Some of the answer has to do with leadership. In academic circles a recent study entitled The gender of American academic leaders matters the author Ronald G. Ehrenberg has found:
Apparently knowledge of the gender of the chair of the search committee signals something to potential female applicants about the seriousness of the department in wanting to expand female faculty employment and in providing leadership opportunities for female faculty.
And in the study on which the article was based there appeared to be a “tipping point” of about 25 % before gender diversity became the norm rather than the exception. It was Arun Likathi who sent me this article and he wrote to me:
What this article helpfully suggests is that it is the imbalance of the system that discourages women from stepping up to the plate in the first place. Further, by actively balancing system’s gender ratio, we accordingly reduce the disincentives that keep women from stepping up to the plate—and it works.
Institutional and ingrained social attitudes as well as religious influence, not only of Buddhist origin but also of Christian and other dominant sects, all contribute to enforcing traditional women’s and men’s social roles by way of education, practice and authority. Socialization processes in which we are all immersed, most of which we are not wholly conscious of, shape our perceptions of ourselves, others and the world. Other shaping forces include language, biology, opportunity, experience, exposure, background, family of origin, community, media. There’s a lot of conditioning phenomenon conditioning us every minute of every day.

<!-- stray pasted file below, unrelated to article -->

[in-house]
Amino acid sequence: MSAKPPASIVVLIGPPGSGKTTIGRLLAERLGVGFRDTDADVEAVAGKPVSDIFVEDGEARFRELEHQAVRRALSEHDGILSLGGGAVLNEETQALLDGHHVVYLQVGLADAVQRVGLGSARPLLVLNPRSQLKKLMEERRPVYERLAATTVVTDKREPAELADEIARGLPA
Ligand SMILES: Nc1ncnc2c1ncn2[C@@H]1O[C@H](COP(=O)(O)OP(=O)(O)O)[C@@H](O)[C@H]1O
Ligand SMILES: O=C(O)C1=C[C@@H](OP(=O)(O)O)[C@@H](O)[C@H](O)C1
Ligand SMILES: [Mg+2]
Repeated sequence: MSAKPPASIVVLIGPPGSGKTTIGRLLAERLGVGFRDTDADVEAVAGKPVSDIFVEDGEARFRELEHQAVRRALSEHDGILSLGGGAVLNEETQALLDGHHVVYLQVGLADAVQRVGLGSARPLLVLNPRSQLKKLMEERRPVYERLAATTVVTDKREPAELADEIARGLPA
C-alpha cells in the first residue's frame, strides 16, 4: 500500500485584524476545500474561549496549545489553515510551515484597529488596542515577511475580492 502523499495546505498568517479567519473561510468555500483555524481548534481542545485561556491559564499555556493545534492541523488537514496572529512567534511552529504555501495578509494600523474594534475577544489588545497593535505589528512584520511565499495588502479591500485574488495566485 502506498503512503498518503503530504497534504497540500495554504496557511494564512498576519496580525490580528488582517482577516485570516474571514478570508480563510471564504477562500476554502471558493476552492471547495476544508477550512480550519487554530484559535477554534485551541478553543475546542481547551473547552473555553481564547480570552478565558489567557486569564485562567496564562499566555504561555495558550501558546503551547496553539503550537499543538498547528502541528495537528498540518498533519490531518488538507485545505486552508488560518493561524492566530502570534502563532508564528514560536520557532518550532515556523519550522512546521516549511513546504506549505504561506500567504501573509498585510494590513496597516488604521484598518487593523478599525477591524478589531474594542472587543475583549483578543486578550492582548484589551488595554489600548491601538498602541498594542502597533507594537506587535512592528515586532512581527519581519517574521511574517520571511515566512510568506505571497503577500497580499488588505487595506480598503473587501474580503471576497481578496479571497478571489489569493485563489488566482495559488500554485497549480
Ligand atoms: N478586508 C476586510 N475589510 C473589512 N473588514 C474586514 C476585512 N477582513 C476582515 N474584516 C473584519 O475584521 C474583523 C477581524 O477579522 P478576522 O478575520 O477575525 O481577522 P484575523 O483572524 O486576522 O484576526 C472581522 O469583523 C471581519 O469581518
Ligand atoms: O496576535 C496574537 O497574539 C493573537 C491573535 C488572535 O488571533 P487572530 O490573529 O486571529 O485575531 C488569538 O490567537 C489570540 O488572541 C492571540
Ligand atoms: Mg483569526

Marginalization is well expressed in Chop Suey Ronin’s comment, “I am tired of not being heard and then asked why I don’t speak up…”. Anyone who has experienced the sense of marginalization that is evident in that comment knows the feeling of being rejected, ignored, dismissed even attacked in extreme situations. It is very difficult to gain confidence to step forward when that has happened repeatedly, especially for things that cannot be changed or easily disguised or altered to fit with the dominant social model. You betcha I’m talking about privilege here. Class, race, gender, sexual orientation, country of origin, religion, locality, education, health, mobility, economic status, language.